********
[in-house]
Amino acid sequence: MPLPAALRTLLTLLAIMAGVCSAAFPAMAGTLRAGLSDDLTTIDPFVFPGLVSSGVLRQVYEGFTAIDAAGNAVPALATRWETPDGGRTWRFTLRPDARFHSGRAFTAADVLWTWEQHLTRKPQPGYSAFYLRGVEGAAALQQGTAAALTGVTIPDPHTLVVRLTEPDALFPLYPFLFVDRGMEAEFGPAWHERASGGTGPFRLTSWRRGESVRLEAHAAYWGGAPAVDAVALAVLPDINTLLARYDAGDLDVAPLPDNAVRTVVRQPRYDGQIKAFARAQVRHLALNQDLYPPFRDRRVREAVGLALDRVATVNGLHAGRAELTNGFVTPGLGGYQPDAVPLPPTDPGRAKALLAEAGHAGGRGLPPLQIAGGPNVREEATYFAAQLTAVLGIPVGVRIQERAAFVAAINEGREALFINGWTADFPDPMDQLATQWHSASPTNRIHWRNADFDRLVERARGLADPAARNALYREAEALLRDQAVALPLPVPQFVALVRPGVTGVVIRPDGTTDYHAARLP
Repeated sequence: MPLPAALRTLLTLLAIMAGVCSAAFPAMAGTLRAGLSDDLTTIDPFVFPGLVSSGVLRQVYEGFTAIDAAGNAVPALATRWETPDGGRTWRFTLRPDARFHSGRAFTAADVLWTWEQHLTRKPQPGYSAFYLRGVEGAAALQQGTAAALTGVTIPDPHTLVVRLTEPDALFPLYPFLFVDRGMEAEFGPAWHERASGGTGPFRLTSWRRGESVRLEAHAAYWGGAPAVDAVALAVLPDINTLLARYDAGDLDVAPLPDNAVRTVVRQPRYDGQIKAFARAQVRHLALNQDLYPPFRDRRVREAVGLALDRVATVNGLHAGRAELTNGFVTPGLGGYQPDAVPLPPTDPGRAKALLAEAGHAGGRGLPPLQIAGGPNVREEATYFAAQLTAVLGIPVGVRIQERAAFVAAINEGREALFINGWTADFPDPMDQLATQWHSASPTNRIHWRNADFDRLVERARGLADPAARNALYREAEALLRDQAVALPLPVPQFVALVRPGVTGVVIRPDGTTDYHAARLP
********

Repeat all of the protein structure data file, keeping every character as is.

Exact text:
[in-house]
Amino acid sequence: MPLPAALRTLLTLLAIMAGVCSAAFPAMAGTLRAGLSDDLTTIDPFVFPGLVSSGVLRQVYEGFTAIDAAGNAVPALATRWETPDGGRTWRFTLRPDARFHSGRAFTAADVLWTWEQHLTRKPQPGYSAFYLRGVEGAAALQQGTAAALTGVTIPDPHTLVVRLTEPDALFPLYPFLFVDRGMEAEFGPAWHERASGGTGPFRLTSWRRGESVRLEAHAAYWGGAPAVDAVALAVLPDINTLLARYDAGDLDVAPLPDNAVRTVVRQPRYDGQIKAFARAQVRHLALNQDLYPPFRDRRVREAVGLALDRVATVNGLHAGRAELTNGFVTPGLGGYQPDAVPLPPTDPGRAKALLAEAGHAGGRGLPPLQIAGGPNVREEATYFAAQLTAVLGIPVGVRIQERAAFVAAINEGREALFINGWTADFPDPMDQLATQWHSASPTNRIHWRNADFDRLVERARGLADPAARNALYREAEALLRDQAVALPLPVPQFVALVRPGVTGVVIRPDGTTDYHAARLP
Repeated sequence: MPLPAALRTLLTLLAIMAGVCSAAFPAMAGTLRAGLSDDLTTIDPFVFPGLVSSGVLRQVYEGFTAIDAAGNAVPALATRWETPDGGRTWRFTLRPDARFHSGRAFTAADVLWTWEQHLTRKPQPGYSAFYLRGVEGAAALQQGTAAALTGVTIPDPHTLVVRLTEPDALFPLYPFLFVDRGMEAEFGPAWHERASGGTGPFRLTSWRRGESVRLEAHAAYWGGAPAVDAVALAVLPDINTLLARYDAGDLDVAPLPDNAVRTVVRQPRYDGQIKAFARAQVRHLALNQDLYPPFRDRRVREAVGLALDRVATVNGLHAGRAELTNGFVTPGLGGYQPDAVPLPPTDPGRAKALLAEAGHAGGRGLPPLQIAGGPNVREEATYFAAQLTAVLGIPVGVRIQERAAFVAAINEGREALFINGWTADFPDPMDQLATQWHSASPTNRIHWRNADFDRLVERARGLADPAARNALYREAEALLRDQAVALPLPVPQFVALVRPGVTGVVIRPDGTTDYHAARLP